For Riverview High School varsity softball head coach Paul Ullom, coaching means more than simply coming up with a game plan and helping players with their technique. It provides a unique opportunity to create change and help young players be better prepared for the world beyond softball.
“We try to teach life, not just softball. There are some programs where the focus is on getting a scholarship, but we try to teach life lessons to our players along with softball,” Ullom said.
It is not a duty that Ullom takes lightly, as he says he feels as if coaching is something he was meant to do, nor is it something that he envisions himself stopping in the near future. When asked about his greatest accomplishments throughout his coaching career, he said it wasn’t his wins and losses but that he was able to shift a player’s belief system about what was possible.
It is the moments like that which prove coaching is a personal thing for Coach Ullom, and in the three years that he has been at the helm of Riverview varsity softball, the growth players experience with their softball skills is matched by the character growth they undergo as well. This personal connection to the game is something that keeps Ullom coming back every year.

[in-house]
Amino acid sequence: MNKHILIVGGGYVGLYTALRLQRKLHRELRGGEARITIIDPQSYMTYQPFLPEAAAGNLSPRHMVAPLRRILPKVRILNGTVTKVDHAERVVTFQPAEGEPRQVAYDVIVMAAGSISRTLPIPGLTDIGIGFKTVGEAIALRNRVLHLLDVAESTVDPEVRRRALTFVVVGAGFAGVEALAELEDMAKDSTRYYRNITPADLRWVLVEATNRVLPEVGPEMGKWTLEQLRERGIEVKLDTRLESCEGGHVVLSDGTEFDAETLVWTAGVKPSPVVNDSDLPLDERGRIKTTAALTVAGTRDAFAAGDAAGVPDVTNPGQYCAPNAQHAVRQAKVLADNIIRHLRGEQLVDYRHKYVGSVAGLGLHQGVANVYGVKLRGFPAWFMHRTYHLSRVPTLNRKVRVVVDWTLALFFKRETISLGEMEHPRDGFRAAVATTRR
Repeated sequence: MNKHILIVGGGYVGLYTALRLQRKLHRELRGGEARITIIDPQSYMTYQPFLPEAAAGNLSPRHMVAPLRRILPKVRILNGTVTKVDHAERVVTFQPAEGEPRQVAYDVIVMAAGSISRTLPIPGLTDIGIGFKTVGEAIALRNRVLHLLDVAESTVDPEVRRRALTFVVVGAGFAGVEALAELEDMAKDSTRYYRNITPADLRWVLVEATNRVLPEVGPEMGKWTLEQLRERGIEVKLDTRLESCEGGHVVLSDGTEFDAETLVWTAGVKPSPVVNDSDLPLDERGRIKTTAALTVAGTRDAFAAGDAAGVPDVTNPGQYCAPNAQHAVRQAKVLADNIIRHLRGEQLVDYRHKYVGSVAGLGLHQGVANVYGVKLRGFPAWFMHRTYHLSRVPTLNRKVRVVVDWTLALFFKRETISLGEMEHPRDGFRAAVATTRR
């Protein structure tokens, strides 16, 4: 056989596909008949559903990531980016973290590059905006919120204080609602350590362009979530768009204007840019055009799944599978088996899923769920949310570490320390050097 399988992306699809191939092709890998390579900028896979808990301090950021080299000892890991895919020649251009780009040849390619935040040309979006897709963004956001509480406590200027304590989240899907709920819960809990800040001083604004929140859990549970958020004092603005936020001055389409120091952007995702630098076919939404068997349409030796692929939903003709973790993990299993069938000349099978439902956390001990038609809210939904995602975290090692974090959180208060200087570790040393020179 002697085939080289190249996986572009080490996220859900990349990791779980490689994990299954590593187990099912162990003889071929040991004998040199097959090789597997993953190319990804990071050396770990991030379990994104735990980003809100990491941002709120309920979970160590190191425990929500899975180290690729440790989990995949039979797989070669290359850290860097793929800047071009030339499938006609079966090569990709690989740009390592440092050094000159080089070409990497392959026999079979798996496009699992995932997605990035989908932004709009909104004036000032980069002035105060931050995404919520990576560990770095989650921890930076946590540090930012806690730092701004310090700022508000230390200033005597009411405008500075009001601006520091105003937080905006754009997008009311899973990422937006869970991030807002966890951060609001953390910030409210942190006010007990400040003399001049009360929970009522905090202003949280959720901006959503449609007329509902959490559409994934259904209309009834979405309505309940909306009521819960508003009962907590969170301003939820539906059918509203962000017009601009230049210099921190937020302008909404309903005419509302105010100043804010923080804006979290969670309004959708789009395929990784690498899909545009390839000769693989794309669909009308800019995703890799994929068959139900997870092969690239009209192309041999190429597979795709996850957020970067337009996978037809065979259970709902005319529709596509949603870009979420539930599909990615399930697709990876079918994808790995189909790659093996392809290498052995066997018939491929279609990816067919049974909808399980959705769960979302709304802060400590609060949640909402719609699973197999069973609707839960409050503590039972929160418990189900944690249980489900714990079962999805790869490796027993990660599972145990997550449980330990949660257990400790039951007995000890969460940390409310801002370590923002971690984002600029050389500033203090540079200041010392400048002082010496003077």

Ullom’s wife, Dawn, has also come on staff with the team in recent years, and the duo have been able to notch multiple winning seasons in their tenure. While winning is the goal and it is fantastic to win, that is not the barometer of a successful season in his eyes.
“We define success by being able to help kids improve on and off the field and do not really correlate it to any particular season,” Ullom said.
This well-rounded approach to coaching is something that Ullom has developed over time, as he credits Glen Rodriguez, head softball coach at East Bay High School, with giving him an opportunity and aiding him in his coaching development. Ullom further recognizes legendary college basketball coach John Wooden as an inspiration of sorts for the way in which he coaches, with a focus on making the individual the best that they can be. This player-first mentality is evident when former players return to visit the program and mention how their time playing under Ullom has impacted them and their development.